The shipper wondered whether the sailors’ superstitions he had debunked held some truth. Perhaps the African Star had been sucked down into a mysterious whirlpool or attacked by a sinister sea monster. These were possibilities that crept up on MacKenzie late at night when he lay alone in bed, trying to puzzle out the disappearance of his ship.
Many teeter on the verge of greatness, lacking the courage to act. They live full of rich expectancy that sours into despair. Mired in misery, they become unable to inspire themselves or anyone else into the higher realm of dreams. Adrian stood out from the rest: he swept his men with him into ascent.
When a ship’s mast appeared on the horizon, the Good Hope stood ready for the attack.
“Is it a slaver?” everyone thought and someone shouted.
“I’m not certain,” Adrian answered. “Let’s board.”
“Pull in the masts,” he bellowed. In a hushed conspiratorial tone, he said, “We’ll sail in quietly. By the time they catch wind of us, they won’t have as much time to prepare to defend themselves. When we’ve drawn nearer to them, we’ll drop the boats, row over and attack.”
At the captain’s command, the men fused into a moving tableau, working in the same tempo whose rapid rhythm had throbbed inside them many times before. The ship hummed in a fine-tuned vibration. Few words passed the sailors’ mouths, and those that did were purely utilitarian. Each man focused on the task at hand: preparation to attack and plunder a ship. The Good Hope, after all, was a buccaneers’ betrothed vessel. But this episode was different. It promised the chance of liberating with a strong sense of right on their side. The entire crew shined with spirits of steel.
Yusef and Adrian’s personal stake made them even more zealous than the rest. White light seemed to emanate from them. As he always did before going into battle, Adrian evoked Sarah’s name in prayer, but this time vowing to prove himself more than worthy of her. The merchant, on the other hand, sought redemption for playing God. Adrian and Yusef took one boat. Jealousy turned Edward ashen at the sight. Not even the damning last look of beautiful broken Claudine had softened his way of loving like a gaoler. The more he tried to imprison love, the more quickly it escaped.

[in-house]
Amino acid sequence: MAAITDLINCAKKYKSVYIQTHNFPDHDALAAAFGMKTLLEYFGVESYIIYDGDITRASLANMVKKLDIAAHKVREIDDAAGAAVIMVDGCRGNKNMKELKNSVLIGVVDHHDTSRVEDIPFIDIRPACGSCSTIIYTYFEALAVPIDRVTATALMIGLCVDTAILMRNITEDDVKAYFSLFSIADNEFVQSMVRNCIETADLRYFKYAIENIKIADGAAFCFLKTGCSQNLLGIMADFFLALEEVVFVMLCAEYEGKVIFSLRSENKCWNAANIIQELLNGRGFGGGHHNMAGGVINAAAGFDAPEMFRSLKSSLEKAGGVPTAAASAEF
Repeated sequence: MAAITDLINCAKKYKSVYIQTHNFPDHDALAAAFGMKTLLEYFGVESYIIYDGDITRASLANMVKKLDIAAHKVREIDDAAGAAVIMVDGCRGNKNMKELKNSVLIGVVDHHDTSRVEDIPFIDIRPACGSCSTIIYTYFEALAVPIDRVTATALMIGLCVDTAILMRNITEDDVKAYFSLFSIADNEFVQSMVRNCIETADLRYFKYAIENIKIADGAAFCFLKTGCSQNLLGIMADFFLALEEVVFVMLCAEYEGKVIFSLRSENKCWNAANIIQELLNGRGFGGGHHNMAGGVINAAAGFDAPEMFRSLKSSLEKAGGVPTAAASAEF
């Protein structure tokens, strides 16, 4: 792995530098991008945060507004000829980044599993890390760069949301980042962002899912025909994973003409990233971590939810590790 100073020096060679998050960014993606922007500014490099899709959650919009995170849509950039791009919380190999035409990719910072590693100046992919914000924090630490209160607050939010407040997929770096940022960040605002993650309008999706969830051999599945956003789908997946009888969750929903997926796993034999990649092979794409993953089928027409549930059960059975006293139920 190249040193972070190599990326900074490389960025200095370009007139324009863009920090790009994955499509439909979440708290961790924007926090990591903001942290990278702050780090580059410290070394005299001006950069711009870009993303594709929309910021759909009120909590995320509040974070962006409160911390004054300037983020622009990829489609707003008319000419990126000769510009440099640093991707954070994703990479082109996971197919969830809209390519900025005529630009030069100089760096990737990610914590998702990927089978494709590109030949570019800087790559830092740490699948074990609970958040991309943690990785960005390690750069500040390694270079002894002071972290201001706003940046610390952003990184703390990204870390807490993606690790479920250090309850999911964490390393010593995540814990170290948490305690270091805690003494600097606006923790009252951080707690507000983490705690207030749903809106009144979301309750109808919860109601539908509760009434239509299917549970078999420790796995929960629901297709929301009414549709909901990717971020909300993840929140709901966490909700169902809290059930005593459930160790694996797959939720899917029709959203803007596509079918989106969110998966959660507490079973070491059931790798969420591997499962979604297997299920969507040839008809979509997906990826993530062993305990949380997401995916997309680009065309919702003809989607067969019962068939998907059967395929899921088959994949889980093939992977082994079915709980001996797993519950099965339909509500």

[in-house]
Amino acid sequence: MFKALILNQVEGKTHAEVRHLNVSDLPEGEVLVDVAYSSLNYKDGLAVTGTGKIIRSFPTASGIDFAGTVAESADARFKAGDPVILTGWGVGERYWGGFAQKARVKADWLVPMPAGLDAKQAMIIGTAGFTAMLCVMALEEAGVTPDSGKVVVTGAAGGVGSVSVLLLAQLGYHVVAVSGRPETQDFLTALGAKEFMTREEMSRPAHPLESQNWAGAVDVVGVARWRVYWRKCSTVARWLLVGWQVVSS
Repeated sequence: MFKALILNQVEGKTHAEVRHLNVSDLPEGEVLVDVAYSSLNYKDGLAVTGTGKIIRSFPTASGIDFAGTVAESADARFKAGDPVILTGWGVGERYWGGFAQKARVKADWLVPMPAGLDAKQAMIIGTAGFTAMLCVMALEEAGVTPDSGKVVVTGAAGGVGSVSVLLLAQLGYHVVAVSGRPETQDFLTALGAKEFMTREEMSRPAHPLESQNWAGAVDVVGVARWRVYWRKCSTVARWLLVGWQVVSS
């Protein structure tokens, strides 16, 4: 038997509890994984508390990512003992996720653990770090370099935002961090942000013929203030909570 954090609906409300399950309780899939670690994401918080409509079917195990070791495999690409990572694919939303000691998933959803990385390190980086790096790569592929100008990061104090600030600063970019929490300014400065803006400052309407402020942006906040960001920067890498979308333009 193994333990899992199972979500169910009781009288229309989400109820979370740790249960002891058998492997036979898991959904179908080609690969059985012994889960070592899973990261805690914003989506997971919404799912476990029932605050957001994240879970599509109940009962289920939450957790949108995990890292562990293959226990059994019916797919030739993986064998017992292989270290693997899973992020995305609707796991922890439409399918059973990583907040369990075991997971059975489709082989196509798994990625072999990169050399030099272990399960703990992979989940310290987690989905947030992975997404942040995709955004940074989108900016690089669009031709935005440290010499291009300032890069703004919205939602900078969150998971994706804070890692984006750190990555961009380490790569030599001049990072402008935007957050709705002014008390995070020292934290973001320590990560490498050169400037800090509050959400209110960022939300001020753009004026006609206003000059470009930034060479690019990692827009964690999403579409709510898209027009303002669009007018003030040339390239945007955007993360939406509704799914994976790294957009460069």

On the enemy ship, the crew wonted not for love, but for money. The ten men who held the pistols also harbored visions of easy roads ahead paved with gold. Scorned by the Africans, scorned by the Americans, they had only money to which they could cling. The scapegoats of a sanctioned and legal tradition, they took the brunt for the moral suffering it wrought.
Most teased themselves with hazy plans of leaving slave trading with profit enough either to invest in other lucrative businesses or retire young in Jamaica, Cuba or Hispaniola. A few had attempted a respected way of life and found themselves at odds with respectability. The captain of the African Star, Master John Burrell, for one, had fled slaving for security in Virginia, but he had found none. He was made to feel coarse while others appeared to be silken. His neighbors would not allow him to wash the stink of human trading from his hands. They turned up their noses at him by shirking his company. Master John had garnered enough wealth to buy smiles to his face, but not behind his back. Five months after trying to settle into the life of a property owner, a taxpayer, a landsman, the pariah returned to his world at the helm of a slaver.